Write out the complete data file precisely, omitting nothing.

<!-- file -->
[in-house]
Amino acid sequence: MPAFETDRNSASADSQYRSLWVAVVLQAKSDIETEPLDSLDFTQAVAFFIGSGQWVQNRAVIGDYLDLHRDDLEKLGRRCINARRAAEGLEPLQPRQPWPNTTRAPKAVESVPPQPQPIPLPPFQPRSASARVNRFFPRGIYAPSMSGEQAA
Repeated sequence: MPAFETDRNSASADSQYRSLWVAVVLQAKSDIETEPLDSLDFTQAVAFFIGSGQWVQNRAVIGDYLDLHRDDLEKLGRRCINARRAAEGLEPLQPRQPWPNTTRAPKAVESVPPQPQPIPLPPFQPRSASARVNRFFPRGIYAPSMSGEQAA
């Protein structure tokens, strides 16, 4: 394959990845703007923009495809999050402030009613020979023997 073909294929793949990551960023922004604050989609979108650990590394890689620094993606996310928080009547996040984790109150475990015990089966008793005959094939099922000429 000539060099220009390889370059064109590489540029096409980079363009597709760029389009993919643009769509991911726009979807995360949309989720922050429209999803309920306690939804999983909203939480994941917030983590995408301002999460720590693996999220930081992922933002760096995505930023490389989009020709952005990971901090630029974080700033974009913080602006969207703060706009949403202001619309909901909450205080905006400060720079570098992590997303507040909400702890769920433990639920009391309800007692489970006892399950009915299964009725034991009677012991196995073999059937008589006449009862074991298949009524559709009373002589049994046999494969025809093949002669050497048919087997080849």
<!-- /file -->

[in-house]
Amino acid sequence: MPAFETDRNSASADSQYRSLWVAVVLQAKSDIETEPLDSLDFTQAVAFFIGSGQWVQNRAVIGDYLDLHRDDLEKLGRRCINARRAAEGLEPLQPRQPWPNTTRAPKAVESVPPQPQPIPLPPFQPRSASARVNRFFPRGIYAPSMSGEQAA
Repeated sequence: MPAFETDRNSASADSQYRSLWVAVVLQAKSDIETEPLDSLDFTQAVAFFIGSGQWVQNRAVIGDYLDLHRDDLEKLGRRCINARRAAEGLEPLQPRQPWPNTTRAPKAVESVPPQPQPIPLPPFQPRSASARVNRFFPRGIYAPSMSGEQAA
């Protein structure tokens, strides 16, 4: 394959990845703007923009495809999050402030009613020979023997 073909294929793949990551960023922004604050989609979108650990590394890689620094993606996310928080009547996040984790109150475990015990089966008793005959094939099922000429 000539060099220009390889370059064109590489540029096409980079363009597709760029389009993919643009769509991911726009979807995360949309989720922050429209999803309920306690939804999983909203939480994941917030983590995408301002999460720590693996999220930081992922933002760096995505930023490389989009020709952005990971901090630029974080700033974009913080602006969207703060706009949403202001619309909901909450205080905006400060720079570098992590997303507040909400702890769920433990639920009391309800007692489970006892399950009915299964009725034991009677012991196995073999059937008589006449009862074991298949009524559709009373002589049994046999494969025809093949002669050497048919087997080849």